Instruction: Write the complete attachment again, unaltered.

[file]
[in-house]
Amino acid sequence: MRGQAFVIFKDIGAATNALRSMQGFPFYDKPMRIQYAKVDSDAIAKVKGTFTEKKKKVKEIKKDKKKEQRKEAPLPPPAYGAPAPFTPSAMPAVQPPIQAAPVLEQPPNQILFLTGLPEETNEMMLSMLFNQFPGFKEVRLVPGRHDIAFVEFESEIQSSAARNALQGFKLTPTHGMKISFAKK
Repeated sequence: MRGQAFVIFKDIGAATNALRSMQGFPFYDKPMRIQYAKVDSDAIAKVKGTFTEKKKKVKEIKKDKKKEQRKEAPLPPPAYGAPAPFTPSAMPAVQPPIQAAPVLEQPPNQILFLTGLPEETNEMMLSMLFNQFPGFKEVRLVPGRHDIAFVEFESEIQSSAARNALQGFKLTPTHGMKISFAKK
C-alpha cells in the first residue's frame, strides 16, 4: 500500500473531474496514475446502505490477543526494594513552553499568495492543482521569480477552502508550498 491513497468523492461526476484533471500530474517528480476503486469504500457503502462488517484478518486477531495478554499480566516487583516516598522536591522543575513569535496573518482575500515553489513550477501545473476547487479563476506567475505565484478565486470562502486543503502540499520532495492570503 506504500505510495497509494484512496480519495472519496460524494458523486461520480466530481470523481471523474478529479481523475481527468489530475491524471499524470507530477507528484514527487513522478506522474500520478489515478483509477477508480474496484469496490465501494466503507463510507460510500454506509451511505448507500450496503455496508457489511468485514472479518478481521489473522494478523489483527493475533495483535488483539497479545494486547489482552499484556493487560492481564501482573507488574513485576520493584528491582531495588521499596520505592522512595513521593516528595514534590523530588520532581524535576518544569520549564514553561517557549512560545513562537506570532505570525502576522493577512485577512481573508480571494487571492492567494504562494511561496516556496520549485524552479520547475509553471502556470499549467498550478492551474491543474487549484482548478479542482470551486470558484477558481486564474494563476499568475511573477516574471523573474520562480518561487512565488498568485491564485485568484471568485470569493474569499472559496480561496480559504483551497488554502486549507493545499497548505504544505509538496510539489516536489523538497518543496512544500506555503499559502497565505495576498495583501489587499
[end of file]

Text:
[in-house]
Amino acid sequence: MRGQAFVIFKDIGAATNALRSMQGFPFYDKPMRIQYAKVDSDAIAKVKGTFTEKKKKVKEIKKDKKKEQRKEAPLPPPAYGAPAPFTPSAMPAVQPPIQAAPVLEQPPNQILFLTGLPEETNEMMLSMLFNQFPGFKEVRLVPGRHDIAFVEFESEIQSSAARNALQGFKLTPTHGMKISFAKK
Repeated sequence: MRGQAFVIFKDIGAATNALRSMQGFPFYDKPMRIQYAKVDSDAIAKVKGTFTEKKKKVKEIKKDKKKEQRKEAPLPPPAYGAPAPFTPSAMPAVQPPIQAAPVLEQPPNQILFLTGLPEETNEMMLSMLFNQFPGFKEVRLVPGRHDIAFVEFESEIQSSAARNALQGFKLTPTHGMKISFAKK
C-alpha cells in the first residue's frame, strides 16, 4: 500500500473531474496514475446502505490477543526494594513552553499568495492543482521569480477552502508550498 491513497468523492461526476484533471500530474517528480476503486469504500457503502462488517484478518486477531495478554499480566516487583516516598522536591522543575513569535496573518482575500515553489513550477501545473476547487479563476506567475505565484478565486470562502486543503502540499520532495492570503 506504500505510495497509494484512496480519495472519496460524494458523486461520480466530481470523481471523474478529479481523475481527468489530475491524471499524470507530477507528484514527487513522478506522474500520478489515478483509477477508480474496484469496490465501494466503507463510507460510500454506509451511505448507500450496503455496508457489511468485514472479518478481521489473522494478523489483527493475533495483535488483539497479545494486547489482552499484556493487560492481564501482573507488574513485576520493584528491582531495588521499596520505592522512595513521593516528595514534590523530588520532581524535576518544569520549564514553561517557549512560545513562537506570532505570525502576522493577512485577512481573508480571494487571492492567494504562494511561496516556496520549485524552479520547475509553471502556470499549467498550478492551474491543474487549484482548478479542482470551486470558484477558481486564474494563476499568475511573477516574471523573474520562480518561487512565488498568485491564485485568484471568485470569493474569499472559496480561496480559504483551497488554502486549507493545499497548505504544505509538496510539489516536489523538497518543496512544500506555503499559502497565505495576498495583501489587499